Auto Legislation

Industry Advocate

How SEMA Represents Members as a Government Watchdog

The laws and regulations that govern how SEMA members do business have a growing impact on the way automotive specialty equipment is made, distributed and marketed. SEMA has been a strong industry advocate on legislative and regulatory policies since its founding in 1963. SEMA continues to pursue federal, state and local laws that are limited, reasonable and, ultimately, help our members’ businesses succeed and prosper.

Government Affairs Resources

SEMA places a wealth of legislative/regulatory information at members’ fingertips to help their businesses succeed. All of the material can be accessed through the “government affairs” page on the SEMA website at www.SEMA.org. The legislative and regulatory materials are also posted on the SEMA Action Network (SAN) website (www.SEMAsan.com) as a way to involve member-company customers, the enthusiast community.

Fighting the Good Fight

SEMA Action Network Unites Hobbyists/Industry to Protect Automotive Rights

The SEMA Action Network (SAN) represents the united voice of “car guys and gals.” This group is a nationwide partnership between enthusiasts, vehicle clubs and members of the automotive specialty-equipment industry who have joined forces to promote hobby-friendly legislation and oppose unfair legislation. With more than 61,000 members from all 50 states and Canada, the SAN is the premier organization defending the rights of vehicle enthusiasts—the same enthusiasts who comprise the U.S. and Canadian customers who drive industry sales. The SAN has a proven record for achieving legislative successes on issues that directly affect all aspects of the automotive hobby, including the ability to purchase, install and operate vehicles with aftermarket parts.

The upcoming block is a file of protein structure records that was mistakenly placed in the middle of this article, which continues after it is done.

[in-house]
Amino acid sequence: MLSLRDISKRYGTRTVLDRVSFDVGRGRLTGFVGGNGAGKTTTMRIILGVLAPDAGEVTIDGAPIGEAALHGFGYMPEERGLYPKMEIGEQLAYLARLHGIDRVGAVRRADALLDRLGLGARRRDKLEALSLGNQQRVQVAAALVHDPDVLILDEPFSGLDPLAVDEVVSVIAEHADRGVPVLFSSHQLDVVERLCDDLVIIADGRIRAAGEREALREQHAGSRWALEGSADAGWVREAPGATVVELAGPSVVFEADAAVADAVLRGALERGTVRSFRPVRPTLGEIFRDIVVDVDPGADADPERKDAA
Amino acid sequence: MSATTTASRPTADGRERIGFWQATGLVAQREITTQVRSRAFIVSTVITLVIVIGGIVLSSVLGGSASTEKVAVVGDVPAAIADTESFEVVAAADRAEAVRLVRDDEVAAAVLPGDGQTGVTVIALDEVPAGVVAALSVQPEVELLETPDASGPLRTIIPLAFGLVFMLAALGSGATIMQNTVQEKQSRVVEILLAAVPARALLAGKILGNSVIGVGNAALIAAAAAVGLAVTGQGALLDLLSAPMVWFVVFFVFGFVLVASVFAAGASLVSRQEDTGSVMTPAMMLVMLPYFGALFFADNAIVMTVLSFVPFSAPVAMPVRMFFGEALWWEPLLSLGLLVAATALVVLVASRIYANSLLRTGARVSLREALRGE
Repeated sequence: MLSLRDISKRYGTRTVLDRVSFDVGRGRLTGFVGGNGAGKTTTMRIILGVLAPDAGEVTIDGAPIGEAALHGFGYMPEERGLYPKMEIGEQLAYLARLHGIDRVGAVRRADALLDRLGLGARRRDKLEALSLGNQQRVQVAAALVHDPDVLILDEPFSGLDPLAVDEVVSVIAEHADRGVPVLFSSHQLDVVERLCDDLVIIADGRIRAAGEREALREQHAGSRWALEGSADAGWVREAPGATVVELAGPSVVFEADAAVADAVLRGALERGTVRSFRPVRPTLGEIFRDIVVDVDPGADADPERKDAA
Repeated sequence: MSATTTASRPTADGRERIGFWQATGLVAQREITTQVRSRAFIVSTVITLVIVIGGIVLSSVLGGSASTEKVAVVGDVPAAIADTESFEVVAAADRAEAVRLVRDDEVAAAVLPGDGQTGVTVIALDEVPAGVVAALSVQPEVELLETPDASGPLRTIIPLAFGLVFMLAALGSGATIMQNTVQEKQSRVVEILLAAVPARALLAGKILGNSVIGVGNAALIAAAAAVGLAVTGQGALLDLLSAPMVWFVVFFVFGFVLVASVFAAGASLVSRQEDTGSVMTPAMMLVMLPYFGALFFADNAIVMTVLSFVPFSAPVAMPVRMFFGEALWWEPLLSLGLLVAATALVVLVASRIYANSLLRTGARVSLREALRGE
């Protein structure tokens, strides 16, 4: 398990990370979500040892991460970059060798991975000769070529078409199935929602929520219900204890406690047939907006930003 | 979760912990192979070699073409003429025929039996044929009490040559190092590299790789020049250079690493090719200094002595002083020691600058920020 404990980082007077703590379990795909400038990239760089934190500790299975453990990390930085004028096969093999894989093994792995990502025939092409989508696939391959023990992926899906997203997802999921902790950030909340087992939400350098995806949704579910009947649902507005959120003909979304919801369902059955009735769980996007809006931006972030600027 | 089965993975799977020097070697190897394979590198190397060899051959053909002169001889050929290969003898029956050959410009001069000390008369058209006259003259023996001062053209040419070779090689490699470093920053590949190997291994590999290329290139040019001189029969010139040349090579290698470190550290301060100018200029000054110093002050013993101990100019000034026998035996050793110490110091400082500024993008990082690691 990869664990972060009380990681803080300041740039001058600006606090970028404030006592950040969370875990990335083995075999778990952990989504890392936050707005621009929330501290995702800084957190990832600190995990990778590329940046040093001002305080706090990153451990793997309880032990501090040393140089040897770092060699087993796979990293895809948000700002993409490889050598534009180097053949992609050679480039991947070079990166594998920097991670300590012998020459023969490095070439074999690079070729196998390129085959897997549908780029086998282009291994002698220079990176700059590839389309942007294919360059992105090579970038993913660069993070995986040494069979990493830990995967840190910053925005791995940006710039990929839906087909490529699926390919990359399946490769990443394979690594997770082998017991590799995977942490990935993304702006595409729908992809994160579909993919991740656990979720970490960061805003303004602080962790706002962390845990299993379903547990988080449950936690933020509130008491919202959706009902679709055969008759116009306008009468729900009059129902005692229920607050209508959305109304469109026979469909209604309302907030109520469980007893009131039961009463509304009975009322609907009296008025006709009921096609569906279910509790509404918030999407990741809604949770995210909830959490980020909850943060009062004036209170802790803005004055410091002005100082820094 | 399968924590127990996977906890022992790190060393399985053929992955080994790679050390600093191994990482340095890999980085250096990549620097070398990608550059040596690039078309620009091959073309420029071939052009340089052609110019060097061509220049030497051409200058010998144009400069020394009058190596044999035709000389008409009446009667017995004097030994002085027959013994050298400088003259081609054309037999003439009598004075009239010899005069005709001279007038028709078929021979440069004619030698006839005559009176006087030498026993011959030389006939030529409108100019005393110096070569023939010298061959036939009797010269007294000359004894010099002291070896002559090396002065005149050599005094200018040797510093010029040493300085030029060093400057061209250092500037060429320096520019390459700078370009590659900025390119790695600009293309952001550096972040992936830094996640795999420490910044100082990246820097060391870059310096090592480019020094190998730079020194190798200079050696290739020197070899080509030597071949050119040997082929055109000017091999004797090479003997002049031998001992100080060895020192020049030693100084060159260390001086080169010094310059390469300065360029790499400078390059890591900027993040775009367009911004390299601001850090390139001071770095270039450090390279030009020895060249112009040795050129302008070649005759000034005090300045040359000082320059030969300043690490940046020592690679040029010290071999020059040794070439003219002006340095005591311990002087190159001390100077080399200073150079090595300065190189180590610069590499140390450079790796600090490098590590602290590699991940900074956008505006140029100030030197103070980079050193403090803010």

Updates From the Regulatory Notebook…

SEMA’s government affairs and technical staff has a healthy agenda of regulatory issues that relate to and have impact upon the automotive specialty-equipment industry. Virtually every day, issues are addressed that can affect the short- and long-term interests of SEMA members and their customers. The following are some current and representative examples of challenges being routinely addressed.

SEMA Establishes Legislative and Regulatory Priorities for 2012–2013

Priority Issues: State

Accelerated Vehicle Scrappage: SEMA opposes scrappage proposals. Where proposals can’t be defeated, SEMA seeks to amend them to protect collector vehicles, focus on gross polluters, use measured emissions values, allow parts recycling and include repair/upgrade alternatives. Scrappage programs accelerate natural vehicle retirement by allowing for the purchase of older cars, which are then typically crushed into blocks of scrap metal.

Working to Make Your Voices Heard

Our primary mission here at SEMA is simple: to help our member businesses succeed and prosper. One of the most important ways we do that is through legislative and regulatory advocacy. In a nutshell, it’s our goal to make your voices heard.

To that end, SEMA supports a dedicated and highly active team of government affairs experts on Capitol Hill in Washington, D.C. They’re focused on identifying and affecting issues that make a difference to your business.

2012 Washington Rally Brings Industry Concerns to Capitol Hill

More than 70 SEMA members met with their U.S. representatives and senators as part of the Washington Rally, providing a valuable opportunity to urge members of Congress to pursue a pro-growth manufacturing and job-creation agenda. Specific topics included support for the Low Volume Motor Vehicle Manufacturers Act, which would create a separate system for regulating companies that produce limited quantities of specialty cars, and the ongoing need to address spiraling health care costs. Other issues of concern included support for comprehensive tax reform, ensuring small-business access to capital, preventing the sale of E15 ethanol and protecting reasonable access to federal lands for the off-road community.

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